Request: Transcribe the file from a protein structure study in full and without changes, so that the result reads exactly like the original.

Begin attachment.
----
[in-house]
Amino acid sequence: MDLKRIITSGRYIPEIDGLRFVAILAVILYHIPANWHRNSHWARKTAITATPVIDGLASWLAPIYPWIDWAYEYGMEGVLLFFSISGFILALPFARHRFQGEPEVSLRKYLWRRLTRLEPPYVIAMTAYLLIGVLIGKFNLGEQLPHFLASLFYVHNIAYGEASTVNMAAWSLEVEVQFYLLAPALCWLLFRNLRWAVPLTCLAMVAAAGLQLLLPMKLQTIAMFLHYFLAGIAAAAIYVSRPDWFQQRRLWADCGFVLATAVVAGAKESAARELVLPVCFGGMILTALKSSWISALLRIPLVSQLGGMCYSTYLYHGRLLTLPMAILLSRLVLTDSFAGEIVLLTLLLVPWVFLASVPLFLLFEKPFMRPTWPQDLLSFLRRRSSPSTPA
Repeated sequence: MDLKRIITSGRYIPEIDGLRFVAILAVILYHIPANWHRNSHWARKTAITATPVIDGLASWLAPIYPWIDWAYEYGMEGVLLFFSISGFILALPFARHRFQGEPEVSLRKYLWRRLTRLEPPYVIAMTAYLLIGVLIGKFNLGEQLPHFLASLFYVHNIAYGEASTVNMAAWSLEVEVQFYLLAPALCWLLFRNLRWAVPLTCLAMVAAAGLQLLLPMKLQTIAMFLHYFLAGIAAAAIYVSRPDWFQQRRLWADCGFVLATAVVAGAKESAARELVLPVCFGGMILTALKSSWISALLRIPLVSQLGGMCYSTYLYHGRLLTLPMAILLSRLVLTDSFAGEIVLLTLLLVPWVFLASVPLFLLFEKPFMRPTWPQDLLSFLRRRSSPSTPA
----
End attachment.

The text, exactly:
[in-house]
Amino acid sequence: MDLKRIITSGRYIPEIDGLRFVAILAVILYHIPANWHRNSHWARKTAITATPVIDGLASWLAPIYPWIDWAYEYGMEGVLLFFSISGFILALPFARHRFQGEPEVSLRKYLWRRLTRLEPPYVIAMTAYLLIGVLIGKFNLGEQLPHFLASLFYVHNIAYGEASTVNMAAWSLEVEVQFYLLAPALCWLLFRNLRWAVPLTCLAMVAAAGLQLLLPMKLQTIAMFLHYFLAGIAAAAIYVSRPDWFQQRRLWADCGFVLATAVVAGAKESAARELVLPVCFGGMILTALKSSWISALLRIPLVSQLGGMCYSTYLYHGRLLTLPMAILLSRLVLTDSFAGEIVLLTLLLVPWVFLASVPLFLLFEKPFMRPTWPQDLLSFLRRRSSPSTPA
Repeated sequence: MDLKRIITSGRYIPEIDGLRFVAILAVILYHIPANWHRNSHWARKTAITATPVIDGLASWLAPIYPWIDWAYEYGMEGVLLFFSISGFILALPFARHRFQGEPEVSLRKYLWRRLTRLEPPYVIAMTAYLLIGVLIGKFNLGEQLPHFLASLFYVHNIAYGEASTVNMAAWSLEVEVQFYLLAPALCWLLFRNLRWAVPLTCLAMVAAAGLQLLLPMKLQTIAMFLHYFLAGIAAAAIYVSRPDWFQQRRLWADCGFVLATAVVAGAKESAARELVLPVCFGGMILTALKSSWISALLRIPLVSQLGGMCYSTYLYHGRLLTLPMAILLSRLVLTDSFAGEIVLLTLLLVPWVFLASVPLFLLFEKPFMRPTWPQDLLSFLRRRSSPSTPA